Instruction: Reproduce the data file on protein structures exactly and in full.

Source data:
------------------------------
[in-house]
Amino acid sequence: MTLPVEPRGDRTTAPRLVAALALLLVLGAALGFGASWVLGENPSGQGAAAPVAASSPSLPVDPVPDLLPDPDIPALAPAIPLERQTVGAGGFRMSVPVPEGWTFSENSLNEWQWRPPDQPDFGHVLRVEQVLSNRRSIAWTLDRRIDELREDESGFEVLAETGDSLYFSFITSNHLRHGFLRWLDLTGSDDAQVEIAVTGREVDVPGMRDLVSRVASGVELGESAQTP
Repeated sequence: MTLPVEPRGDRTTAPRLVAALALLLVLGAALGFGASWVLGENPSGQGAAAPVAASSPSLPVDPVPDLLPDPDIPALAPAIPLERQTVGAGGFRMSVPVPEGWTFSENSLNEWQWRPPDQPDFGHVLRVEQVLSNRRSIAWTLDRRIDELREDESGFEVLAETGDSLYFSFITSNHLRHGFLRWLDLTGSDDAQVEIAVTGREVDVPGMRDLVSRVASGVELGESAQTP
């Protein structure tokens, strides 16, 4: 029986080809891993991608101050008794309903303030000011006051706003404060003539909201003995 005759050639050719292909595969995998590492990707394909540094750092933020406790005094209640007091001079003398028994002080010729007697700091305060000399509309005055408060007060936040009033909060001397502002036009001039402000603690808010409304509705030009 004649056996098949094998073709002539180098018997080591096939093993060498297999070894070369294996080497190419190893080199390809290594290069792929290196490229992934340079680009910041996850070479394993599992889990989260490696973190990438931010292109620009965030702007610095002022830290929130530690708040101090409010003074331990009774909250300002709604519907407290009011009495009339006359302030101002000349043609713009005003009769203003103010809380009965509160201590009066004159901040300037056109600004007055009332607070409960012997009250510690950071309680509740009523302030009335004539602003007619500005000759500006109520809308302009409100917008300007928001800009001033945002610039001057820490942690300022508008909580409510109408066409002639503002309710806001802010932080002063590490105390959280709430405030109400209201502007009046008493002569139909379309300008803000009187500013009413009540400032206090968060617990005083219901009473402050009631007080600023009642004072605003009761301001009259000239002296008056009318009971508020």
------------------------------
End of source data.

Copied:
[in-house]
Amino acid sequence: MTLPVEPRGDRTTAPRLVAALALLLVLGAALGFGASWVLGENPSGQGAAAPVAASSPSLPVDPVPDLLPDPDIPALAPAIPLERQTVGAGGFRMSVPVPEGWTFSENSLNEWQWRPPDQPDFGHVLRVEQVLSNRRSIAWTLDRRIDELREDESGFEVLAETGDSLYFSFITSNHLRHGFLRWLDLTGSDDAQVEIAVTGREVDVPGMRDLVSRVASGVELGESAQTP
Repeated sequence: MTLPVEPRGDRTTAPRLVAALALLLVLGAALGFGASWVLGENPSGQGAAAPVAASSPSLPVDPVPDLLPDPDIPALAPAIPLERQTVGAGGFRMSVPVPEGWTFSENSLNEWQWRPPDQPDFGHVLRVEQVLSNRRSIAWTLDRRIDELREDESGFEVLAETGDSLYFSFITSNHLRHGFLRWLDLTGSDDAQVEIAVTGREVDVPGMRDLVSRVASGVELGESAQTP
């Protein structure tokens, strides 16, 4: 029986080809891993991608101050008794309903303030000011006051706003404060003539909201003995 005759050639050719292909595969995998590492990707394909540094750092933020406790005094209640007091001079003398028994002080010729007697700091305060000399509309005055408060007060936040009033909060001397502002036009001039402000603690808010409304509705030009 004649056996098949094998073709002539180098018997080591096939093993060498297999070894070369294996080497190419190893080199390809290594290069792929290196490229992934340079680009910041996850070479394993599992889990989260490696973190990438931010292109620009965030702007610095002022830290929130530690708040101090409010003074331990009774909250300002709604519907407290009011009495009339006359302030101002000349043609713009005003009769203003103010809380009965509160201590009066004159901040300037056109600004007055009332607070409960012997009250510690950071309680509740009523302030009335004539602003007619500005000759500006109520809308302009409100917008300007928001800009001033945002610039001057820490942690300022508008909580409510109408066409002639503002309710806001802010932080002063590490105390959280709430405030109400209201502007009046008493002569139909379309300008803000009187500013009413009540400032206090968060617990005083219901009473402050009631007080600023009642004072605003009761301001009259000239002296008056009318009971508020």